Long-Lead Time

The time interval between purchase and delivery of long‑lead items.

Loss and Expense Claim

A claim for additional money or time by the General Contractor or Sub-contractor caused by circumstances no fault of their own i.e. Bad weather or changes to working conditions outside of their control.

Low Bidder

The bidder who has submitted the lowest bid, which is determined to be responsive and responsible for a division of work described in a bid document, proposal form or contract.

Lowest Responsible Bidder

A bidder that is trustworthy as well as demonstrates quality and fitness. The bidder
is responsible for the division of work described in the bid document or contract. The lowest responsible bidder does not have to be the lowest bidder.

Lump Sum Fee

A fixed amount that includes the cost of overhead and profit paid, in addition to all other direct and indirect costs of performing work.


Management Reserve

Budget withheld for unknowns / risk management.

Master Schedule

An executive level summary schedule identifying the major components of a project, their sequence and durations. The schedule can be in the form of a network, Milestone Schedule, or bar chart.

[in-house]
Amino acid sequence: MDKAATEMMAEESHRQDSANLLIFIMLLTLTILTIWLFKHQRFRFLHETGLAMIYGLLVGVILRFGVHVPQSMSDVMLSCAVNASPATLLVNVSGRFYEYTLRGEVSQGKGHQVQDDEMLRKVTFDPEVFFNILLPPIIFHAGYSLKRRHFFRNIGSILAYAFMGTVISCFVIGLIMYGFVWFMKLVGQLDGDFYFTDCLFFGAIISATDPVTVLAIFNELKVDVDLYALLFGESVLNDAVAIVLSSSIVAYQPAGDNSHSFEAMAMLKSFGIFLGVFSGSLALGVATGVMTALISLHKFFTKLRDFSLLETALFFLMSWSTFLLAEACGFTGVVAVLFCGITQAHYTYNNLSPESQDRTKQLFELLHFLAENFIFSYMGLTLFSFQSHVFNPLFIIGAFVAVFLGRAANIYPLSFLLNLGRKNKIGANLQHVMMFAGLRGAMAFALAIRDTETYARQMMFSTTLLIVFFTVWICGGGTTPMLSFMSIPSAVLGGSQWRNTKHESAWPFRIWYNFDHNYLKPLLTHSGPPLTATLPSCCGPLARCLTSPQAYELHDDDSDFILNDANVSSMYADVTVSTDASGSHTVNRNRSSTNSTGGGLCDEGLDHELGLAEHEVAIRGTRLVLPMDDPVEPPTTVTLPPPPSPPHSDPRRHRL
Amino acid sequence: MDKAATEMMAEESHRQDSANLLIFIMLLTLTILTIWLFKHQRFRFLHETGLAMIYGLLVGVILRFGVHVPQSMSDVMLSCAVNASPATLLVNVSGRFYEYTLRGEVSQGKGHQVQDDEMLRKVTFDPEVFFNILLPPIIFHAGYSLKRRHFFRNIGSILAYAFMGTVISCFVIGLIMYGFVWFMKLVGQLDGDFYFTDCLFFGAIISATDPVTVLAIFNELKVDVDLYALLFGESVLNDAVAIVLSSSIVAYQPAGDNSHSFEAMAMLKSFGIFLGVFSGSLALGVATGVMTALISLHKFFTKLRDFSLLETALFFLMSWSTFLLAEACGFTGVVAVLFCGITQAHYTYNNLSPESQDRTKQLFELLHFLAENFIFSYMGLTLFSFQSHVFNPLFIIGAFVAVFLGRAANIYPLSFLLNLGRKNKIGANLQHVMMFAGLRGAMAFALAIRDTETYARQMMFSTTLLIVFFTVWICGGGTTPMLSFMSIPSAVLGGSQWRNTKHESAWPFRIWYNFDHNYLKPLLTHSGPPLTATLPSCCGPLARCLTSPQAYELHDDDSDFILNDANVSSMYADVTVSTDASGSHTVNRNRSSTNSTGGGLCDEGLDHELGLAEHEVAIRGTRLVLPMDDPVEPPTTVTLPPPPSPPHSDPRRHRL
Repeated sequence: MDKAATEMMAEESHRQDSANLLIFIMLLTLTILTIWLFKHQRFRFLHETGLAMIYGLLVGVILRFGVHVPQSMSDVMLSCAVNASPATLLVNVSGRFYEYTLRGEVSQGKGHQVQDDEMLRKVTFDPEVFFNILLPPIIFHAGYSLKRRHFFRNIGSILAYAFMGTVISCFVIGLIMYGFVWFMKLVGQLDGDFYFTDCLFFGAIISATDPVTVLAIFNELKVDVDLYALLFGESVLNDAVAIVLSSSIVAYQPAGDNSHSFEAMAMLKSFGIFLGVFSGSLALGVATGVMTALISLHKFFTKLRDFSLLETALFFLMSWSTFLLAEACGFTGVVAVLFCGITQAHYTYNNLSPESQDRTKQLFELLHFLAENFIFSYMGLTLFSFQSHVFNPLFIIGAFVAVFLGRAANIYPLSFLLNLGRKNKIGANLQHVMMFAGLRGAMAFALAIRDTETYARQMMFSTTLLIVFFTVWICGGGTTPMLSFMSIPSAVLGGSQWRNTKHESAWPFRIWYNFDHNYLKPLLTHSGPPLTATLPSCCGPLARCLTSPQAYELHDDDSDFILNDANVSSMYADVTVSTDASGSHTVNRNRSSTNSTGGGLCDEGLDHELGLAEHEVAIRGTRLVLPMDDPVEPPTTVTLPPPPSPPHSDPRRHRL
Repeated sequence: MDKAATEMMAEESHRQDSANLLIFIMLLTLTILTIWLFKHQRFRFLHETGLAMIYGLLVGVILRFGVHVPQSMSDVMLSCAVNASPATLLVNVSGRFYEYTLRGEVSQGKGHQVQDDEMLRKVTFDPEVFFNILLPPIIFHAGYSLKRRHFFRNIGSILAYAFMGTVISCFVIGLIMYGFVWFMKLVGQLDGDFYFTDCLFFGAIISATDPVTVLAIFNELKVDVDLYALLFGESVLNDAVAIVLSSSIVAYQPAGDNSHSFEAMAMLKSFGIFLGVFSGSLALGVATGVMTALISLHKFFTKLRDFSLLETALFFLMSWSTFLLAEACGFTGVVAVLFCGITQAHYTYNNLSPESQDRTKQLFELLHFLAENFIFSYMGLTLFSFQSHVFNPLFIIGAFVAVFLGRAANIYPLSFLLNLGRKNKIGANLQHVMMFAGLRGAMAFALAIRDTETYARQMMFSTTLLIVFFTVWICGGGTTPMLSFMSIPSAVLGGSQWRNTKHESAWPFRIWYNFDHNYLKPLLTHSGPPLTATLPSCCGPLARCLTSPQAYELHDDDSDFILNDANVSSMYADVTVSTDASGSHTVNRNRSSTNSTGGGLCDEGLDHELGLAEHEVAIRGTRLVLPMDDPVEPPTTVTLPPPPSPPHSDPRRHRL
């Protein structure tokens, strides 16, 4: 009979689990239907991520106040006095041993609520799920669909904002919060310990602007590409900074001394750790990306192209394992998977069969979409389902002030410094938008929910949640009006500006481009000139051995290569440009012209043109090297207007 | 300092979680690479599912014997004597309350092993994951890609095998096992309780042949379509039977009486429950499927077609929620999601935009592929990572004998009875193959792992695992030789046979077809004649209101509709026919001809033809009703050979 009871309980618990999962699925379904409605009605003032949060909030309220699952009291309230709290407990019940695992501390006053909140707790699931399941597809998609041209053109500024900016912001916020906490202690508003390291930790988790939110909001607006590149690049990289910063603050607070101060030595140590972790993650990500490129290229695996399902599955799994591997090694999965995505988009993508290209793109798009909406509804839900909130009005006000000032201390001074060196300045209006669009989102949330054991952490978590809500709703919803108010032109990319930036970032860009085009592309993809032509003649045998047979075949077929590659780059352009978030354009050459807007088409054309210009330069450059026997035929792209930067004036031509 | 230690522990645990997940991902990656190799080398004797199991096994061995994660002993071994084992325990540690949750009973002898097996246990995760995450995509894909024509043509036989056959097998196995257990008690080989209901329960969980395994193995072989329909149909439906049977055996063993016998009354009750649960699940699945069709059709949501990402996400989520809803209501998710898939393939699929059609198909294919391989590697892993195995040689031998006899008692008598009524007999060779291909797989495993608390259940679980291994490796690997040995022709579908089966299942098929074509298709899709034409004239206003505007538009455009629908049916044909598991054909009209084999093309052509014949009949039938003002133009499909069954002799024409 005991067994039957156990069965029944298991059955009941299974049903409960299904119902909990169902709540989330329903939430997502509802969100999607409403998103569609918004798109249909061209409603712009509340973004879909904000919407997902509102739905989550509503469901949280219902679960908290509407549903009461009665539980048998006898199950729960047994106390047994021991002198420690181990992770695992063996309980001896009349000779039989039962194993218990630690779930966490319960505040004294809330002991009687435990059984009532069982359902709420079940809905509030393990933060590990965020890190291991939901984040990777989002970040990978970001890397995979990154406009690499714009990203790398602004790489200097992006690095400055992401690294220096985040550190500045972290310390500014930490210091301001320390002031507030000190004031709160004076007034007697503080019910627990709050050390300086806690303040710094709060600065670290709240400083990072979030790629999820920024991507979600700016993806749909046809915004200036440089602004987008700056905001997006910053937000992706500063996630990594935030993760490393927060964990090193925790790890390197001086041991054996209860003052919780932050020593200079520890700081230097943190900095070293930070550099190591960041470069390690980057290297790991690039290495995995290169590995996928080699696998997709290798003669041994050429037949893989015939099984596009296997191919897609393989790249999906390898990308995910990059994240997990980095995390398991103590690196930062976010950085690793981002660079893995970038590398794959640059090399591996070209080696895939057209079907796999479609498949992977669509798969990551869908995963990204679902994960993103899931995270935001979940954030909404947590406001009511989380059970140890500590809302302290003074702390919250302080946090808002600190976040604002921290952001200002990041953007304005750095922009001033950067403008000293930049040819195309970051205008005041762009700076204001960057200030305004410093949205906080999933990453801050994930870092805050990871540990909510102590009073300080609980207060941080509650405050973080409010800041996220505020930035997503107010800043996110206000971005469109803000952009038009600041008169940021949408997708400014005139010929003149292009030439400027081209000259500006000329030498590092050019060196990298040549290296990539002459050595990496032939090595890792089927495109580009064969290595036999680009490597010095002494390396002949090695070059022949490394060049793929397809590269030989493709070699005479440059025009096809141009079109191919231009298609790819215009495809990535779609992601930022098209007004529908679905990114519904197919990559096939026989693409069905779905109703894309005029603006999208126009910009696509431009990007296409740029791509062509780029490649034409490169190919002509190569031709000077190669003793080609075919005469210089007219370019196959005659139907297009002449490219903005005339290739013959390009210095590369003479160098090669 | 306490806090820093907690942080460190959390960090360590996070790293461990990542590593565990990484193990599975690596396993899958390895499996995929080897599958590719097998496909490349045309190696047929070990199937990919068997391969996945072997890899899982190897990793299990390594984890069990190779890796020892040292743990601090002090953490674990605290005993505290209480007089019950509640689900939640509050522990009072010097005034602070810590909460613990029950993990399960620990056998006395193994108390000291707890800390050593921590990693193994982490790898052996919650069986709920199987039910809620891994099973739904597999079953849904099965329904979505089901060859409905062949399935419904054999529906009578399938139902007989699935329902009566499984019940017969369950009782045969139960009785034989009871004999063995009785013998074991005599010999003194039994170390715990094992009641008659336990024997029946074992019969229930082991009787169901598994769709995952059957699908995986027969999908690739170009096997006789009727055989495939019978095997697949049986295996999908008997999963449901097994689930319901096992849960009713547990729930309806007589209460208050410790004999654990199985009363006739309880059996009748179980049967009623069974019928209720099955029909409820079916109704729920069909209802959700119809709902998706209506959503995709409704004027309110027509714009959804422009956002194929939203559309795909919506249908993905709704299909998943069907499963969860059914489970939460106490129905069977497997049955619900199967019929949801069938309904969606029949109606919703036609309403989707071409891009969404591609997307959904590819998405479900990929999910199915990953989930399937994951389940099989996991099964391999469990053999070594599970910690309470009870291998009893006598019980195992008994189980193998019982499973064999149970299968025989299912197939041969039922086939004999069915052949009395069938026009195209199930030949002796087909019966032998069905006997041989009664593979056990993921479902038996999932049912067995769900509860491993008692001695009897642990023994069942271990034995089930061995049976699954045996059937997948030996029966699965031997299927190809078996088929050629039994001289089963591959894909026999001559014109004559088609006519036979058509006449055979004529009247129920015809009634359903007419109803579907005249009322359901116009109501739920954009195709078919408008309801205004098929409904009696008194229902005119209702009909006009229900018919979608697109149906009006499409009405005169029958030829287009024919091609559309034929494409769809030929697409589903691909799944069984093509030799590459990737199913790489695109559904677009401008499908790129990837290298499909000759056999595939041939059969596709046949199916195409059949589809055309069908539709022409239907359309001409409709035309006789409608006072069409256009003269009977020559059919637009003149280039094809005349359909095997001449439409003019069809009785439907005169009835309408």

Milestone Schedule

A schedule representing important events along the path to project completion. All milestones may not be equally significant. The most significant are termed "major milestones" and usually represent the completion of a group of activities.

Multiple Currency

A term used when a project has cost data tracked using more than one currency. For example, a project may require the cost of some records to be entered in US Dollars and others in Canadian Dollars.

Multiple Prime Contracts

Separate contractors contracting directly with the owner for specific and designated elements of the work.


Negotiated Contract Cost

Contract price minus profit or fee(s)

Non-Conforming Work

Work that does not meet the requirements of the contract documents.

Notice of Award

A formal document informing an individual or organization of successfully securing a contract.

Notice to Proceed

A formal document and/or point in the project's life cycle authorizing an individual or organization to commence work under its contract. The issuance of the notice to proceed typically marks the end of a procurement phase.


Organizational Breakdown Structure (OBS)